16 Jan 2018, Katy Morton
As of yesterday, Tax-Free Childcare (TFC) opened to parents whose youngest child is under nine, or turned nine on 15 January.
Previous to this, only parents of children aged six and under have benefitted from the scheme, which went live last April.
TFC will open to all remaining eligible families with children under the age of 12, or under 17 for disabled children, on 14 February – slightly earlier than previously stated.
In November, HMRC announced that full rollout of TFC had been pushed back to March 2018. It is thought the delay was to enable further improvements to be made to the HMRC Childcare Service website, which has suffered from numerous technical glitches.
Originally all eligible parents were expected to be able to benefit from Tax-Free Childcare by the end of last year.
According to HMRC, more than 325,000 customers have successfully applied through the Childcare Service for the 30 hours and Tax-Free Childcare. Of these, more than 170,000 have a Tax-Free Childcare account.
However, early years organisations are reporting that parents and childcare providers are still experiencing problems with the Childcare Service, such as not being able to apply for Tax-Free Childcare or reconfirm eligibility.
According to the National Day Nurseries Association problems, as reported by their members, include:
NDNA says that the experience is a very stressful one for both parents and nurseries, with parents worrying that they will fall out of eligibility because they are unable to reconfirm due to technical difficulties, and nurseries being left with ‘unbelievable levels of admin’, receiving no additional money to cover the hours of additional administration.
However, HMRC told Nursery World that nurseries can claim money back for time spent on the phone to the Childcare Service if they've made a complaint. A spokesperson confirmed that if a provider called the helpline to complain about the level of service they have received and the time spent on the phone, they would be told to make a complaint, which would then be assessed and a decision made about compensation.
Purnima Tanuku, chief executive of NDNA, said, ‘Since the Childcare Service website – which parents and providers must register on for both Tax-Free Childcare and 30 hours funded childcare places - went live it has proved extremely problematic.
‘We have heard from many members that these issues were not just confined to teething troubles in the run up to 30 hours places starting in September when hundreds of parents were unable to get an eligibility code. It is causing ongoing problems.
‘Too many nurseries are saying that they have parents who are struggling both to register and reconfirm their eligibility, something they must do every three months.
'We also had member nurseries who had taken months to be able to register – for one nursery in London it took more than a year before HMRC was able to resolve a simple issue.
‘Our members say that this whole system is causing them a huge amount of administration even when the system goes well.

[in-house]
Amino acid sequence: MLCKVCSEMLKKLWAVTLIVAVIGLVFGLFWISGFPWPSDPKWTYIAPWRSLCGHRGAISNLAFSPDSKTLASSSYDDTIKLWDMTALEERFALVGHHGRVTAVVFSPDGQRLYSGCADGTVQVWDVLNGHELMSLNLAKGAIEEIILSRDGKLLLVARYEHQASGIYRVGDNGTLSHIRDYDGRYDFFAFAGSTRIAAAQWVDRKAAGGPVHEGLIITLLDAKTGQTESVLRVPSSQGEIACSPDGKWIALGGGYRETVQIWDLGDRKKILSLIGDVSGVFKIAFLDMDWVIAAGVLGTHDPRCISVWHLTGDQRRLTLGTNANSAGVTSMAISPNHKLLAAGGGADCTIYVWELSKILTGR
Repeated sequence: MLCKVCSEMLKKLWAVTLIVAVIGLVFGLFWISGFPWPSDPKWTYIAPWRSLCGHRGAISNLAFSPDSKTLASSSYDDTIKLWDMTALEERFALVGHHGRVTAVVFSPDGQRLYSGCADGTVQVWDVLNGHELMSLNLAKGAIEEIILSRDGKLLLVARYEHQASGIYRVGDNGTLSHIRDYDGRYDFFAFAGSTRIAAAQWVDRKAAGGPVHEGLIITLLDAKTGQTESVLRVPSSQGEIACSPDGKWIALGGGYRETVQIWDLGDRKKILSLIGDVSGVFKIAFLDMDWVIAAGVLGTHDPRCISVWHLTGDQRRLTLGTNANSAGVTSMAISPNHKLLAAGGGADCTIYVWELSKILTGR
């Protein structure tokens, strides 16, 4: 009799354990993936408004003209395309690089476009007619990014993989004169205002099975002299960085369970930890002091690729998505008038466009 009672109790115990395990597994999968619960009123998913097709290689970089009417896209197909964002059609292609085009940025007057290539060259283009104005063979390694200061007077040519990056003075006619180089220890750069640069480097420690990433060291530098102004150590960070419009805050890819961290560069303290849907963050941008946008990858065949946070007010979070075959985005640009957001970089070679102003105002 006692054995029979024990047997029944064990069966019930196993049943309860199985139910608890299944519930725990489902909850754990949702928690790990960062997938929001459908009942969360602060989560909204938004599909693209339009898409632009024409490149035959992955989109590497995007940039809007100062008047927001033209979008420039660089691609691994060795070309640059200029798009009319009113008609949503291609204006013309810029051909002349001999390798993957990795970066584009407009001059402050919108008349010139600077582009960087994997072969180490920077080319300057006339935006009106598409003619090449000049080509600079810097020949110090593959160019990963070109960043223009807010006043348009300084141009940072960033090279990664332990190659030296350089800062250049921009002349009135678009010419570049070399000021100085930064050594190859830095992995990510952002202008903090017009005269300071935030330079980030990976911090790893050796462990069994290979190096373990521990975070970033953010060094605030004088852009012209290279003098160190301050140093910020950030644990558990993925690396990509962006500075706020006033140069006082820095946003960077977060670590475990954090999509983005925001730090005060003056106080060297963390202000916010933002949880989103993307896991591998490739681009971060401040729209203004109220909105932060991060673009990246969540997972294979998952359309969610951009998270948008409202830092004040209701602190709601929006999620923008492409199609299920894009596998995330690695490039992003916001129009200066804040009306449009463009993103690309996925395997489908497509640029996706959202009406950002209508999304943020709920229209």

‘NDNA has been flagging up these issues on a regular basis with HMRC and attends the implementation advisory forum meetings regularly. Despite reassurances from HMRC, these complaints are too commonplace and we are sure this is the tip of the iceberg.
‘It is just not good enough and needs to be resolved urgently.’
Neil Leitch, chief executive of the Pre-school Learning Alliance, said, ‘It’s incredibly disappointing that the long-running problems with the Government’s Childcare Service still haven’t been resolved.
‘This is an IT system meant to support a flagship Government policy and yet, more than eight months after its launch, we are still hearing reports of parents who cannot do the simplest things – from applying or re-applying for the Tax-Free childcare and 30 hours schemes, to simply accessing their online accounts.
‘This is understandably causing much anger and frustration, something not helped by the Government’s insistence that all is fine with the website despite a wealth of evidence to the contrary.
‘The Government must get a grip on this problem once and for all, and ensure that the system it is asking parents to use is actually fit for purpose.’
A Government spokesperson said, 'More than 325,000 parents have successfully opened a childcare account so far, which will cut thousands of pounds off bills for millions of households and support parents to return to or remain in work.
'30 hours is being delivered successfully all over the country to thousands of parents. In its first term around 202,800 children were in a 30 hours place, with over 305,000 already signed up to access the offer for the current January term.
'The vast majority of parents apply without any issues but we aim to resolve any problems as soon as possible. We have also introduced improvements to the service, including increasing the number of helpline staff, so parents and providers can access support over the phone more quickly.'